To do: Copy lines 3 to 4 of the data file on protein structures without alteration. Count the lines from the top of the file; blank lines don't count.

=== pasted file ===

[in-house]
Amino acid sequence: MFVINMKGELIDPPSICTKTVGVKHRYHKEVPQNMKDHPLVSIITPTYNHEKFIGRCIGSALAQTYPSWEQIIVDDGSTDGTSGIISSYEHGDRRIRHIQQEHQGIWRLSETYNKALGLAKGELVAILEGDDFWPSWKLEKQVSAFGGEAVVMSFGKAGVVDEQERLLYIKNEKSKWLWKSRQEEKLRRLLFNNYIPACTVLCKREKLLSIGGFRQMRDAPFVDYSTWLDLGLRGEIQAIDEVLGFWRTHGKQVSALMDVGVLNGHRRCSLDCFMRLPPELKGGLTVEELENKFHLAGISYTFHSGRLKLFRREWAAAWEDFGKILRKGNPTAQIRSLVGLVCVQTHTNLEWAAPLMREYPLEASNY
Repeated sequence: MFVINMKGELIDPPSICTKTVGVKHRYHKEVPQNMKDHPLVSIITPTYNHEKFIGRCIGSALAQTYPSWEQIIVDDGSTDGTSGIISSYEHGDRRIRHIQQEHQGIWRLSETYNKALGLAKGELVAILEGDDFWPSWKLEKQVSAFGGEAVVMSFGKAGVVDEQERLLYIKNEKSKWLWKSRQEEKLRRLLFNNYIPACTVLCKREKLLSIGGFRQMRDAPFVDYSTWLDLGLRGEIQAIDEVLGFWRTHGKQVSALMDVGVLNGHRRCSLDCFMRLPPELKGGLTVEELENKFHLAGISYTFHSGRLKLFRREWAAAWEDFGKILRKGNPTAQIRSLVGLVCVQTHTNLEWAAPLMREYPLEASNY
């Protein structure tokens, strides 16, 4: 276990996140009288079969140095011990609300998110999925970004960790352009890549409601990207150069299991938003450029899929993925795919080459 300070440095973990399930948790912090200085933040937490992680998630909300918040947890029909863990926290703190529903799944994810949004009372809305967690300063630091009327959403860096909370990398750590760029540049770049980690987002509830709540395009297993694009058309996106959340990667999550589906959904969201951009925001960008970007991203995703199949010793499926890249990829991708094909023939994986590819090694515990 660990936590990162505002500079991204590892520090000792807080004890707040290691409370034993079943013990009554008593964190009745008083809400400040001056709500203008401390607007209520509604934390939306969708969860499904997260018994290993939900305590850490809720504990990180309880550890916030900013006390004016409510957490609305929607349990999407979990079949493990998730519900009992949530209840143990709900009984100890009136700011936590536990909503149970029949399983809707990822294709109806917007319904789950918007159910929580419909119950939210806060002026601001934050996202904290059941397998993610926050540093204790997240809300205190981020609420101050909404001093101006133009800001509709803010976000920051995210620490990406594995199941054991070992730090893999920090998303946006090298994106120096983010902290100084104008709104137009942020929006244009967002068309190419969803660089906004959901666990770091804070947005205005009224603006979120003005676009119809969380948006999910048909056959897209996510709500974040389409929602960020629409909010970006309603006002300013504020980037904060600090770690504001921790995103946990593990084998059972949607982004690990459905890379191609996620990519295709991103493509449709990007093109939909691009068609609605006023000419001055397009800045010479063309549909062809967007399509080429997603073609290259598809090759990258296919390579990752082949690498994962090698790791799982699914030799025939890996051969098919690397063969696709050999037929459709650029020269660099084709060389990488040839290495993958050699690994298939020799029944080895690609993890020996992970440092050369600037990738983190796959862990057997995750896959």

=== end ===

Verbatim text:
Repeated sequence: MFVINMKGELIDPPSICTKTVGVKHRYHKEVPQNMKDHPLVSIITPTYNHEKFIGRCIGSALAQTYPSWEQIIVDDGSTDGTSGIISSYEHGDRRIRHIQQEHQGIWRLSETYNKALGLAKGELVAILEGDDFWPSWKLEKQVSAFGGEAVVMSFGKAGVVDEQERLLYIKNEKSKWLWKSRQEEKLRRLLFNNYIPACTVLCKREKLLSIGGFRQMRDAPFVDYSTWLDLGLRGEIQAIDEVLGFWRTHGKQVSALMDVGVLNGHRRCSLDCFMRLPPELKGGLTVEELENKFHLAGISYTFHSGRLKLFRREWAAAWEDFGKILRKGNPTAQIRSLVGLVCVQTHTNLEWAAPLMREYPLEASNY
């Protein structure tokens, strides 16, 4: 276990996140009288079969140095011990609300998110999925970004960790352009890549409601990207150069299991938003450029899929993925795919080459 300070440095973990399930948790912090200085933040937490992680998630909300918040947890029909863990926290703190529903799944994810949004009372809305967690300063630091009327959403860096909370990398750590760029540049770049980690987002509830709540395009297993694009058309996106959340990667999550589906959904969201951009925001960008970007991203995703199949010793499926890249990829991708094909023939994986590819090694515990 660990936590990162505002500079991204590892520090000792807080004890707040290691409370034993079943013990009554008593964190009745008083809400400040001056709500203008401390607007209520509604934390939306969708969860499904997260018994290993939900305590850490809720504990990180309880550890916030900013006390004016409510957490609305929607349990999407979990079949493990998730519900009992949530209840143990709900009984100890009136700011936590536990909503149970029949399983809707990822294709109806917007319904789950918007159910929580419909119950939210806060002026601001934050996202904290059941397998993610926050540093204790997240809300205190981020609420101050909404001093101006133009800001509709803010976000920051995210620490990406594995199941054991070992730090893999920090998303946006090298994106120096983010902290100084104008709104137009942020929006244009967002068309190419969803660089906004959901666990770091804070947005205005009224603006979120003005676009119809969380948006999910048909056959897209996510709500974040389409929602960020629409909010970006309603006002300013504020980037904060600090770690504001921790995103946990593990084998059972949607982004690990459905890379191609996620990519295709991103493509449709990007093109939909691009068609609605006023000419001055397009800045010479063309549909062809967007399509080429997603073609290259598809090759990258296919390579990752082949690498994962090698790791799982699914030799025939890996051969098919690397063969696709050999037929459709650029020269660099084709060389990488040839290495993958050699690994298939020799029944080895690609993890020996992970440092050369600037990738983190796959862990057997995750896959």